- House Republicans will introduce and vote on a “Phase 2” of tax reform that passed into law last year. What is in the new bill is important if the GOP is able to retain its hold on both houses of Congress after the midterm elections this fall. Chairman of the budget committee Kevin Brady said that he hopes to introduce a major tax bill by the end of the summer. GOP leaders are planning on voting on it prior to the midterm elections, to get everyone on the record where they stand. Key provisions would make permanent items that had a sunset provision in the first bill, such as making individual tax cuts permanent, extending depreciation tax provisions, and expanding tax incentives for HSAs. However, given house rules on increasing the deficit, only a bill with broad bipartisan support could pass both houses, so the bill may only deal with middle-class tax cuts and expansion of the private retirement savings system.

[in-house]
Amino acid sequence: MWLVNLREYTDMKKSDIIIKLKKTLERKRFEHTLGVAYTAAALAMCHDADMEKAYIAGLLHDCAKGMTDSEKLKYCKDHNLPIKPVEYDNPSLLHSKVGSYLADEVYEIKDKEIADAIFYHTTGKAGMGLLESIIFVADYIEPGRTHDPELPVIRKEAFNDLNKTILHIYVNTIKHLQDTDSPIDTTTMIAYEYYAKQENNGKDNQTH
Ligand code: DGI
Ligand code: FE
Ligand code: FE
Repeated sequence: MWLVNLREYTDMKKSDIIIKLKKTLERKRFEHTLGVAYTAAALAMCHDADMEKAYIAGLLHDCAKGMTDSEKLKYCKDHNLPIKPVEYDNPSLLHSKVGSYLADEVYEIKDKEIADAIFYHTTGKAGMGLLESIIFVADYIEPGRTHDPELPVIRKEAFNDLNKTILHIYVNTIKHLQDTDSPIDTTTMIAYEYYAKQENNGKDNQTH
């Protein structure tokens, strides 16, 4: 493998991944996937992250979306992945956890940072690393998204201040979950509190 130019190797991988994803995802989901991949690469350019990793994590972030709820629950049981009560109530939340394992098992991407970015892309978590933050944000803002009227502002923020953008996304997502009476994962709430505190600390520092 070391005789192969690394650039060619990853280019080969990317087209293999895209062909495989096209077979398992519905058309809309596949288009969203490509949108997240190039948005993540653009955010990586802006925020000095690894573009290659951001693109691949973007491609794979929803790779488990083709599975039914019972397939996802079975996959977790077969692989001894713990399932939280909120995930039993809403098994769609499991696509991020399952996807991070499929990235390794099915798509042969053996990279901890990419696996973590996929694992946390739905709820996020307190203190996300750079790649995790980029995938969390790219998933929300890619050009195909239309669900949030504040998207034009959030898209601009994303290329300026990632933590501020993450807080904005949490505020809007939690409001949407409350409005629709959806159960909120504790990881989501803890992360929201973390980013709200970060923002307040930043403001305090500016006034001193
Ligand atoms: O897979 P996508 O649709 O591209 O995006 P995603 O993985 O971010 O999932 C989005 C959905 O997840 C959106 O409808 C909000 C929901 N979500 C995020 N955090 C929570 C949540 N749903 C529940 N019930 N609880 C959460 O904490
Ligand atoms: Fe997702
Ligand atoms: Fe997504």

- The profit margin at UPS fell to 12.1 percent in 2017, down from 13.5 percent in 2013, even while adding over $6 billion in annual revenue over that period. UPS still works with very old equipment and processes, while its rival FedEx has spent considerable capex over the years on state-of-the-art sorting, tracking and shipping equipment that allows FedEx warehouses to employ half the number of employees as UPS. UPS says that half its packages are processed through automated facilities today, vs. 96 percent at FedEx. Trying now to play catch-up, UPS will spend $20 billion over the next three years for automation and technology upgrades, and hopes to be fully automated by 2022. FedEx employees are not members of a union, while 260,000 UPS employees are members of the Teamsters union, which has been very reluctant over the years to commit to upgrades that could cost the jobs of its members.